Study Guide

American Born Chinese Chapter 9

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Chapter 9

Danny & Chin-Kee

  • If you think Chin-Kee was cringe-worthy before, keep reading…
  • We're now at the library, and Danny's walking in.
  • First he notices some guys complaining about needing to get checked for SARS. (Check out the "Shout-Outs" section if you need a refresher on what SARS was all about.)
  • Then he hears some really bad singing…
  • It's Chin-Kee, on top of a library table singing—and scaring everyone with—"She Bangs" by Ricky Martin (via William Hung—see the "Shout-Outs" section if you have no clue who Hung is).
  • Danny drags Chin-Kee out of the library and starts to beat him up.
  • Chin-Kee warns him that he doesn't know what he's getting into, but Danny keeps hitting him anyway.
  • All of a sudden, Chin-Kee rises up and starts to do some serious kung-fu on Danny.
  • He beats Danny up pretty good, but Danny gets the last punch in and knocks Chin-Kee's head off his neck.
  • That should be gruesome, but instead of blood squirting everywhere, the Monkey King's head pops up where Chin-Kee's head should have been.
  • Danny's confused. (If you are too, we don't blame you.)
  • Turns out, Chin-Kee was always the Monkey King and the Monkey King was always Chin-Kee.
  • Now that the Monkey King shows himself to Danny, he changes Danny back to his true form: Jin.
  • The Monkey King introduces himself as an emissary of Tze-Yo-Tzuh (he got that position after he finished his journey with the monk).
  • Now for the shocker: he adds that Wei-Chen is actually his son. Oh how the world turns.
  • Here's the backstory on Monkey and Wei-Chen:
    • Once Monkey becomes an emissary for Tze-Yo-Tzuh, he has all his wives and children brought to him. (Think polygamy to the 10th power—he is a monkey after all.)
    • His oldest son—Wei-Chen—decides to follow in his footsteps and become an emissary too.
    • But in order to become an emissary, Wei-Chen has to pass a test of virtue.
    • So for his test, Wei-Chen is sent to live on Earth for forty years with humans but stay free of human vice.
  • You know where this is going because you already know where Wei-Chen's been. No way can he stay clear of human vices.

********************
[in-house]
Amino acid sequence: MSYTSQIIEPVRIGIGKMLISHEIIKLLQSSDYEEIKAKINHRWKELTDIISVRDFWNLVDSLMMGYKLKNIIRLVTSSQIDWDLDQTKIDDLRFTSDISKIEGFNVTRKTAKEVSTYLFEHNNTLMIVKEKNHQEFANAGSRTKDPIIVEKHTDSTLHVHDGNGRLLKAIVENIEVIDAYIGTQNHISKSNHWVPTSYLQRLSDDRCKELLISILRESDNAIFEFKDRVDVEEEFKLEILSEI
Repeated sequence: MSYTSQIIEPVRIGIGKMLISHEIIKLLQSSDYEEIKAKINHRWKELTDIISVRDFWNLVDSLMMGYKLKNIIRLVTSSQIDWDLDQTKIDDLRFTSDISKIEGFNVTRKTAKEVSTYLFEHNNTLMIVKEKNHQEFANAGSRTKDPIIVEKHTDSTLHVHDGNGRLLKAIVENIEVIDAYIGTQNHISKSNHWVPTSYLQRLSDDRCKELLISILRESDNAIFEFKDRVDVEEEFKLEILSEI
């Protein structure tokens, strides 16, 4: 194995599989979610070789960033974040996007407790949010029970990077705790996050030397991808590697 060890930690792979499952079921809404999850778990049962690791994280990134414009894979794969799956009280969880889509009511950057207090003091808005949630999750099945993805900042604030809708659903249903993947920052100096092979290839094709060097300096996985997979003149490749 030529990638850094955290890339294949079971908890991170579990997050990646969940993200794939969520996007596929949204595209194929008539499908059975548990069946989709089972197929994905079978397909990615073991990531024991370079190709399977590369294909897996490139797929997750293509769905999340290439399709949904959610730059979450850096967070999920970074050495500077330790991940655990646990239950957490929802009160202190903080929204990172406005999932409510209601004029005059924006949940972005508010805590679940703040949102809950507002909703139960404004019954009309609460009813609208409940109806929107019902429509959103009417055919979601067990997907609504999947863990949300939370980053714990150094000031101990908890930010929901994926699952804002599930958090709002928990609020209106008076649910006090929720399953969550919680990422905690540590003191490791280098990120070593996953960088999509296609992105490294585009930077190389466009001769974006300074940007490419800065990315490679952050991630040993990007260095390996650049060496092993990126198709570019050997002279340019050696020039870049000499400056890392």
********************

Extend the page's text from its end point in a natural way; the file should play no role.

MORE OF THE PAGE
• Although he actually does pretty well. That is, until he has to lie to Jin's mother about Jin's date with Amelia.
  • Yep—you knew that was coming back too, right?
  • Wei-Chen tells Monkey about what he did, and Monkey freaks out. After all, he is a dad.
  • Now for the kicker: Wei-Chen confirms with Monkey that Tze-Yo-Tzuh thinks humans are his coolest creation, even better than his emissaries, and then he tells Monkey that Tze-Yo-Tzuh's a fool. Blasphemy.
  • Not only that, but he tells Monkey that he thinks humans suck monkey butt. Okay, no he doesn't really say those exact words, but you follow.
  • So he concludes that he'll live out the rest of his days on Earth purely for his own pleasure. Forget virtue—where's the fun in that?
  • Monkey begs him not to do that and tells him how Wei-Chen will need to face Tze-Yo-Tzuh one day, but Wei-Chen doesn't care—he says anything is better than being a slave to humans.
  • So that's how Wei-Chen and Monkey's story goes.
  • Monkey tells Jin that Wei-Chen no longer lets him visit, which is why Monkey visits Jin instead.
  • Jin thinks it's because Monkey wants to punish him for Wei-Chen's failure, but Monkey insists that's not it.
  • He says he visits Jin because he wants to become Jin's guide, to remind Jin of what's right and wrong.
  • And then we zoom in on a close-up of Chin-Kee's head, which popped off after Jin hit him.
  • Monkey's about to leave, but then Jin stops him and asks him about what he should do next.
  • Monkey says something really mysterious—that basically he wishes he appreciated his monkey self a lot sooner.
  • Then he zooms off on a cloud.
  • A business card floats down from the sky though; it gives an address to a Chinese restaurant.
  • Jin goes home and asks his father for the keys to the car.
  • His father asks where Chin-Kee is, and Jin tells him Chin-Kee left for home early.
  • Jin leaves while his dad tells Jin's mother that she better call her sister and tell her that Chin-Kee's coming home early. Jin's mother tells him that she thought Chin-Kee was his sister's son. That Monkey—such a crafty little guy.
  • So Jin goes to the 490 Bakery Cafe (the restaurant on the card) and sits there, waiting.
  • He does that night after night for a month, until one night, Wei-Chen rolls up in a souped-up sports car with a thumping bass coming out the stereo system.
  • Jin goes out to talk to Wei-Chen, who looks like a total gangster with a mean streak.
  • Jin lets him know that he's talked to Wei-Chen's dad, which reminds Wei-Chen of his monkey roots.
  • So Wei-Chen goes into the restaurant and—over some boba milk tea—he and Jin talk.
  • And Jin apologizes.
  • Wei-Chen considers the apology behind his shades (yes, he's wearing sunglasses at night), over his milk tea and a cigarette. Then he tells Jin that the milk tea sucks and criticizes it like he's Anthony Bourdain.
  • And then? The bromance returns.
  • Wei-Chen invites Jin to a place with the best boba milk tea. That's boy-speak for we're cool again.
  • Jin accepts and they laugh.
  • Go ahead and smile—we did.

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